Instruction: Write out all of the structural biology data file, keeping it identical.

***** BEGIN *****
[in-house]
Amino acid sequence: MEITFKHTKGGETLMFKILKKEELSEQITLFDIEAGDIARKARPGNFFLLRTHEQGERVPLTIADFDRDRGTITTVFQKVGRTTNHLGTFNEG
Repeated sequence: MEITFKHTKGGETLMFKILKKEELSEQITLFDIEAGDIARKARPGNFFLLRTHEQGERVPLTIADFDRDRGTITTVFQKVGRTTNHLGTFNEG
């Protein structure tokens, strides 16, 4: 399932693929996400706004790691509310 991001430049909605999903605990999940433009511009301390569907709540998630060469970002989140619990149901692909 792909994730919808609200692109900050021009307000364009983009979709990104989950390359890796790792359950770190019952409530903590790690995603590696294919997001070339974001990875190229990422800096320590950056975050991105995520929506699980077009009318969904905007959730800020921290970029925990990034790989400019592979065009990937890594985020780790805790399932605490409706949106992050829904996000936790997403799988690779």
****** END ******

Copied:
[in-house]
Amino acid sequence: MEITFKHTKGGETLMFKILKKEELSEQITLFDIEAGDIARKARPGNFFLLRTHEQGERVPLTIADFDRDRGTITTVFQKVGRTTNHLGTFNEG
Repeated sequence: MEITFKHTKGGETLMFKILKKEELSEQITLFDIEAGDIARKARPGNFFLLRTHEQGERVPLTIADFDRDRGTITTVFQKVGRTTNHLGTFNEG
């Protein structure tokens, strides 16, 4: 399932693929996400706004790691509310 991001430049909605999903605990999940433009511009301390569907709540998630060469970002989140619990149901692909 792909994730919808609200692109900050021009307000364009983009979709990104989950390359890796790792359950770190019952409530903590790690995603590696294919997001070339974001990875190229990422800096320590950056975050991105995520929506699980077009009318969904905007959730800020921290970029925990990034790989400019592979065009990937890594985020780790805790399932605490409706949106992050829904996000936790997403799988690779």